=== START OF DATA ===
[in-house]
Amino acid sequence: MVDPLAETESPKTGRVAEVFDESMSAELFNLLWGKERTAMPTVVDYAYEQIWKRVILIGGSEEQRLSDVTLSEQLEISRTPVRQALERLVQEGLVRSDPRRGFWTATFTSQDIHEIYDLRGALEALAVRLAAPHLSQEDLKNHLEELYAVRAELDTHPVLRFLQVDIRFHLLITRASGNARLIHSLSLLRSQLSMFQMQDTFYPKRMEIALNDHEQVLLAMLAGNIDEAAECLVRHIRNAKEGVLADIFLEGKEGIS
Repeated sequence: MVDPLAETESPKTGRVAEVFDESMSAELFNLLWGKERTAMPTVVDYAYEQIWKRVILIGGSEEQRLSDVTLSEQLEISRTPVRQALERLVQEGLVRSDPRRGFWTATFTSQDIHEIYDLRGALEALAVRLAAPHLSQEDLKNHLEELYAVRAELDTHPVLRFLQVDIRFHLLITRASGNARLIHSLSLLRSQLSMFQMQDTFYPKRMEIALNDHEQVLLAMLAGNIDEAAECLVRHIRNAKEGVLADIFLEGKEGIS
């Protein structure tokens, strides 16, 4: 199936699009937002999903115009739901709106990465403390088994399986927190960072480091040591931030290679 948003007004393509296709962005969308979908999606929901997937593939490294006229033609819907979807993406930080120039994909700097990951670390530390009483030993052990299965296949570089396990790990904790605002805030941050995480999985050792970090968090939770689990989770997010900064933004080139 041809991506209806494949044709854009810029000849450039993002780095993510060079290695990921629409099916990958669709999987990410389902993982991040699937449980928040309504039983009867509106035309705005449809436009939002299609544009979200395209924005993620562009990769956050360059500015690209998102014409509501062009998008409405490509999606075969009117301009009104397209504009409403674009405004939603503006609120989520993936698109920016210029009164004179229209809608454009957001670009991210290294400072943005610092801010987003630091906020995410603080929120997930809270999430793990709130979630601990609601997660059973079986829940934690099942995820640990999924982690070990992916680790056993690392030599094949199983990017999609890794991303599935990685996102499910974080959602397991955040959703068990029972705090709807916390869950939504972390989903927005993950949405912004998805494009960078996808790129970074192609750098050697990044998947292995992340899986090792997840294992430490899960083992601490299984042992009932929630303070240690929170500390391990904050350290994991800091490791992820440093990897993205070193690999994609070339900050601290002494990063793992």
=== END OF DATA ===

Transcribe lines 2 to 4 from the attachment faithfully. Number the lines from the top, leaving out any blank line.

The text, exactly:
Amino acid sequence: MVDPLAETESPKTGRVAEVFDESMSAELFNLLWGKERTAMPTVVDYAYEQIWKRVILIGGSEEQRLSDVTLSEQLEISRTPVRQALERLVQEGLVRSDPRRGFWTATFTSQDIHEIYDLRGALEALAVRLAAPHLSQEDLKNHLEELYAVRAELDTHPVLRFLQVDIRFHLLITRASGNARLIHSLSLLRSQLSMFQMQDTFYPKRMEIALNDHEQVLLAMLAGNIDEAAECLVRHIRNAKEGVLADIFLEGKEGIS
Repeated sequence: MVDPLAETESPKTGRVAEVFDESMSAELFNLLWGKERTAMPTVVDYAYEQIWKRVILIGGSEEQRLSDVTLSEQLEISRTPVRQALERLVQEGLVRSDPRRGFWTATFTSQDIHEIYDLRGALEALAVRLAAPHLSQEDLKNHLEELYAVRAELDTHPVLRFLQVDIRFHLLITRASGNARLIHSLSLLRSQLSMFQMQDTFYPKRMEIALNDHEQVLLAMLAGNIDEAAECLVRHIRNAKEGVLADIFLEGKEGIS
């Protein structure tokens, strides 16, 4: 199936699009937002999903115009739901709106990465403390088994399986927190960072480091040591931030290679 948003007004393509296709962005969308979908999606929901997937593939490294006229033609819907979807993406930080120039994909700097990951670390530390009483030993052990299965296949570089396990790990904790605002805030941050995480999985050792970090968090939770689990989770997010900064933004080139 041809991506209806494949044709854009810029000849450039993002780095993510060079290695990921629409099916990958669709999987990410389902993982991040699937449980928040309504039983009867509106035309705005449809436009939002299609544009979200395209924005993620562009990769956050360059500015690209998102014409509501062009998008409405490509999606075969009117301009009104397209504009409403674009405004939603503006609120989520993936698109920016210029009164004179229209809608454009957001670009991210290294400072943005610092801010987003630091906020995410603080929120997930809270999430793990709130979630601990609601997660059973079986829940934690099942995820640990999924982690070990992916680790056993690392030599094949199983990017999609890794991303599935990685996102499910974080959602397991955040959703068990029972705090709807916390869950939504972390989903927005993950949405912004998805494009960078996808790129970074192609750098050697990044998947292995992340899986090792997840294992430490899960083992601490299984042992009932929630303070240690929170500390391990904050350290994991800091490791992820440093990897993205070193690999994609070339900050601290002494990063793992």